Vermonters are growing increasingly concerned about our changing climate according to a recent poll conducted for Vermont Conservation Voters in which 76% of respondents expressed concern, with more than 60% indicating they are “very worried about global warming.”

This shouldn’t come as a surprise, as it seems a week doesn’t go by without another report being issued that finds global warming is occurring at a more rapid pace, and with greater likely impacts, than previously believed. Given the level of anxiety shared by most Vermonters, it is surprising — and extremely disappointing — that our state government has only managed to make modest steps toward reducing greenhouse gas pollution.

One bright spot in the state’s effort to combat climate change is in how we use and generate electricity. This is largely due to a number of state policies. For example, Vermont created the first energy efficiency utility — Efficiency Vermont — nearly twenty years ago to help businesses and residents adopt energy conservation measures and use electricity more efficiently.

Since Efficiency Vermont was founded, efficiency investments are estimated to have saved Vermonters $2.4 billion in energy costs and avoided 11 million tons of CO2 from entering the atmosphere — the emissions-equivalent of removing 240,000 cars from the roads for 10 years.

Vermont has also made significant progress in transitioning away from relying on fossil fuels to generate electricity. Several policies have helped this transition, including the Douglas administration’s decision to join with ten other northeastern states to form the Regional Greenhouse Gas Initiative (RGGI), a program that places a regional cap on the amount of CO2 pollution that power plants can emit by issuing a limited number of tradable CO2 allowances. The proceeds from the sale of those allowances are distributed to the states, where they are invested in clean energy and public health programs.

As a result of RGGI, carbon emissions from power plants have declined by 40%, while the economies of the participating states have grown by an estimated 8%, demonstrating that reducing pollution does not come at the expense of the economy.

Despite these gains, greenhouse gas emissions in Vermont have actually risen in recent years, due in large part to limited progress made on reducing emissions from the transportation and thermal (energy used to heat our homes and businesses) sectors. Fortunately, there are two opportunities to reverse this troubling trend and begin to address climate change by building on these past successes.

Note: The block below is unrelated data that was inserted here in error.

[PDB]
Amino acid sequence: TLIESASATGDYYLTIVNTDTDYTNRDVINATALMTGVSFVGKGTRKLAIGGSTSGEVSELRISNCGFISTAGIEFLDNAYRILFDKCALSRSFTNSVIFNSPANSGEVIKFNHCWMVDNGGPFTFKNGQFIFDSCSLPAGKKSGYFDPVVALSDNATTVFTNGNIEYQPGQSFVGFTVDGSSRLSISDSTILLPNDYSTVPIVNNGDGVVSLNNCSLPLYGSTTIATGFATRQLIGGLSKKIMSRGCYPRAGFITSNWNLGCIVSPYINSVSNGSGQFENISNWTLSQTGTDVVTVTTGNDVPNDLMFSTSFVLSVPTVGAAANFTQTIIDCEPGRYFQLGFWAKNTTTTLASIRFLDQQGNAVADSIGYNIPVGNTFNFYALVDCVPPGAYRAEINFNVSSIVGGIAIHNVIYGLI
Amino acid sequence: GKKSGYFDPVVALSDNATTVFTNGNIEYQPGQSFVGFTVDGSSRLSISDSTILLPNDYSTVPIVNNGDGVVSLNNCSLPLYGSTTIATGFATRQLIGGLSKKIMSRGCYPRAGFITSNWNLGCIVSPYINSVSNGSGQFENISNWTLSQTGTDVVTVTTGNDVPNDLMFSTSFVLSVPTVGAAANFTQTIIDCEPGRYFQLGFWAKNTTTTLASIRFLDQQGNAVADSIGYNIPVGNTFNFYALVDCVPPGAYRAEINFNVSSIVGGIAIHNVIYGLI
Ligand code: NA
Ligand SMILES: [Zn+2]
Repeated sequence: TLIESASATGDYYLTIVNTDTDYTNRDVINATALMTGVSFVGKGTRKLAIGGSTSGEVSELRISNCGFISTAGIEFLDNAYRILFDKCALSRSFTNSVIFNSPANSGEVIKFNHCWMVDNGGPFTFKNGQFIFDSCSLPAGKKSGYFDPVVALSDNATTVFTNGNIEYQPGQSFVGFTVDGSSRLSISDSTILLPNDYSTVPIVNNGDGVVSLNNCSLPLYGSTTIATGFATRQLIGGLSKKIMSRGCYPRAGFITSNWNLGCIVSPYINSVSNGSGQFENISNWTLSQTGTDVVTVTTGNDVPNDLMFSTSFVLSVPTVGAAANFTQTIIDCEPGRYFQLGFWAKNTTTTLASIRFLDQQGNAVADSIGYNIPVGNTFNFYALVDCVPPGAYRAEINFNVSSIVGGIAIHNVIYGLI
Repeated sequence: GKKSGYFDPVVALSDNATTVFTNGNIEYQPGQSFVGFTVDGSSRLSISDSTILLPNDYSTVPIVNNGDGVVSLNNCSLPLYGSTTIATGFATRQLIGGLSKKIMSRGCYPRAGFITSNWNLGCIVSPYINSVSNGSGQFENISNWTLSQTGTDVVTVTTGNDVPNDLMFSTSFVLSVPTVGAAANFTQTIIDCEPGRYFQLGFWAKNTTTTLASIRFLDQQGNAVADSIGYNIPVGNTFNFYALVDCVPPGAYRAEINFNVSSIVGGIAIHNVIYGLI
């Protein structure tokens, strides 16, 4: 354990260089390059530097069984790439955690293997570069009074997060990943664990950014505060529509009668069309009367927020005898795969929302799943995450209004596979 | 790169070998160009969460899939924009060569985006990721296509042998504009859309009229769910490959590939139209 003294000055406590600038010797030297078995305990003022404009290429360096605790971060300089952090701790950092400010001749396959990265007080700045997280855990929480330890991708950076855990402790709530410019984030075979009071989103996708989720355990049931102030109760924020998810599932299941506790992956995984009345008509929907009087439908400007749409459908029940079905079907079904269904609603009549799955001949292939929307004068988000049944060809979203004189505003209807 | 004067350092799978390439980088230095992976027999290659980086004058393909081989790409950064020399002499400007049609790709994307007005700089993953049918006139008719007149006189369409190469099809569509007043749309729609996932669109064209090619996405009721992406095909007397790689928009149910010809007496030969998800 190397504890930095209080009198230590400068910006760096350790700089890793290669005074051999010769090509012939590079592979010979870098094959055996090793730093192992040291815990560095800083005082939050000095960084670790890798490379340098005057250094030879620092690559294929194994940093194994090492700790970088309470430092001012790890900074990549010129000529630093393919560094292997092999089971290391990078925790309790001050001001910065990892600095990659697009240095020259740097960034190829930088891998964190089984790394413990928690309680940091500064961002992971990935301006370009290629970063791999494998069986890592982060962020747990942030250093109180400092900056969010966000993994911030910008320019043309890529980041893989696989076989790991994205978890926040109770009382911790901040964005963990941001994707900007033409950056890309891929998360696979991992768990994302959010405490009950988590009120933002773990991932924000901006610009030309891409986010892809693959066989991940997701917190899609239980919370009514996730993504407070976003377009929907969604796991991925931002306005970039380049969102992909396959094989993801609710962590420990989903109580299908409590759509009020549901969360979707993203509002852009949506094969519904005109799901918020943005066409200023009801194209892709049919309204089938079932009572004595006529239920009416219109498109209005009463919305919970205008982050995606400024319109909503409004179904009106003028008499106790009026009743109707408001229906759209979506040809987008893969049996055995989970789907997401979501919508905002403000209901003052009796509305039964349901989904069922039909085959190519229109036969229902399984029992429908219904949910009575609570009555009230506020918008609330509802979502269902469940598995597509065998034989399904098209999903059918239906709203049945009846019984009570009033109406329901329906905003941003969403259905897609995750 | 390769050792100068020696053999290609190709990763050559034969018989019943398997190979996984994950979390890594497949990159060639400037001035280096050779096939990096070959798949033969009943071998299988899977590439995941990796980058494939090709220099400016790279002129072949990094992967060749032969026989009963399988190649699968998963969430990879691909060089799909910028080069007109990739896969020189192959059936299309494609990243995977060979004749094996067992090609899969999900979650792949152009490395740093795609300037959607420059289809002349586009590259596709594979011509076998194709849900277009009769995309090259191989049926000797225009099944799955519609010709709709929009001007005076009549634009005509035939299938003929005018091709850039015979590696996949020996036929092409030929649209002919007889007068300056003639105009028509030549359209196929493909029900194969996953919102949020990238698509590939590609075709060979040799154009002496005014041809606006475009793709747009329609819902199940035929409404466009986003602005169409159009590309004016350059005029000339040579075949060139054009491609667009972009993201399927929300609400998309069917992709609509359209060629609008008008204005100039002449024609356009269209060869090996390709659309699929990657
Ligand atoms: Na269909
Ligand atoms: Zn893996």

For the past year, several of the same states that established RGGI, including Vermont, have been exploring the possibility of joining together to form the Transportation Climate Initiative (TCI), a “cap and invest” program similar to RGGI that would apply to transportation fuels. According to the draft agreement plan announced last week, TCI would place a very modest upper limit (cap) on allowable emissions from transportation fuels and use the proceeds to modernize state transportation systems.

In Vermont, that could mean expanding the program created last year with money from the Volkswagen consumer fraud settlement to help low-income Vermonters get into more-efficient electric and hybrid vehicles. It could mean expansion of transit service, the purchase of electric buses, more investment in rail, installation of more electric-vehicle charging stations in under-served areas, and building more bicycle lanes and sidewalks.

All investments would be designed to improve mobility and economic opportunity for Vermonters, while having the added, long-term benefit of keeping more money in-state, and in the pockets of Vermonters.

The TCI proposal is far from perfect. The negligible fee on transportation fuels, phased in over twelve years, will have less impact on gas prices than typical market fluctuations in any given year, but it represents an important small first step in tackling transportation emissions and could provide an important, albeit modest, investment in transforming Vermont’s transportation system to one that is cleaner, more affordable, and provides a greater range of options for travelers.

Another opportunity is pending legislation to broaden the scope of activities that Efficiency Vermont can invest in to include programs to reduce the amount of heating and transportation fuels that Vermonters use. By applying similar strategies that have resulted in significant reductions in electricity use to heating and transportation, we could expect to see not only a reduction in greenhouse pollution but, as was the case with electricity, significant cost savings for state residents and businesses.

Neither TCI, in its present form, or the expansion of Efficiency Vermont’s charge to include heating and transportation fuels, will solve the climate crisis. But, taken together, they should help the state transition to a clean-energy economy, while helping the state to do its part to take on the greatest environmental challenge we face.

Brian Shupe is the executive director of the Vermont Natural Resources Council.

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